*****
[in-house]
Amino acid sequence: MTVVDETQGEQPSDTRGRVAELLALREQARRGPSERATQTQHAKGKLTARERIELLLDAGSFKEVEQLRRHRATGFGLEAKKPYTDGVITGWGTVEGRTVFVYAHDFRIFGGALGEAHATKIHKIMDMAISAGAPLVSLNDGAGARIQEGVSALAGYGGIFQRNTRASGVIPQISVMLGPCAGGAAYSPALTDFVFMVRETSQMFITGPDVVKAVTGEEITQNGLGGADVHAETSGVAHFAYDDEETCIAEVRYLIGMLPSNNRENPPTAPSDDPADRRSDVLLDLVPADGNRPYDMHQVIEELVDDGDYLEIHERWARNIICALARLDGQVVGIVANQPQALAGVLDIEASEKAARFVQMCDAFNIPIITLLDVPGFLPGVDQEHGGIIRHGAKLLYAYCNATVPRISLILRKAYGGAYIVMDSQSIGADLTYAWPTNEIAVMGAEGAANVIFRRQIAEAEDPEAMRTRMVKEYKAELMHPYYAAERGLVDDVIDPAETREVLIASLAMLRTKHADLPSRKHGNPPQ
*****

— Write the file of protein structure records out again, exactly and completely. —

[in-house]
Amino acid sequence: MTVVDETQGEQPSDTRGRVAELLALREQARRGPSERATQTQHAKGKLTARERIELLLDAGSFKEVEQLRRHRATGFGLEAKKPYTDGVITGWGTVEGRTVFVYAHDFRIFGGALGEAHATKIHKIMDMAISAGAPLVSLNDGAGARIQEGVSALAGYGGIFQRNTRASGVIPQISVMLGPCAGGAAYSPALTDFVFMVRETSQMFITGPDVVKAVTGEEITQNGLGGADVHAETSGVAHFAYDDEETCIAEVRYLIGMLPSNNRENPPTAPSDDPADRRSDVLLDLVPADGNRPYDMHQVIEELVDDGDYLEIHERWARNIICALARLDGQVVGIVANQPQALAGVLDIEASEKAARFVQMCDAFNIPIITLLDVPGFLPGVDQEHGGIIRHGAKLLYAYCNATVPRISLILRKAYGGAYIVMDSQSIGADLTYAWPTNEIAVMGAEGAANVIFRRQIAEAEDPEAMRTRMVKEYKAELMHPYYAAERGLVDDVIDPAETREVLIASLAMLRTKHADLPSRKHGNPPQ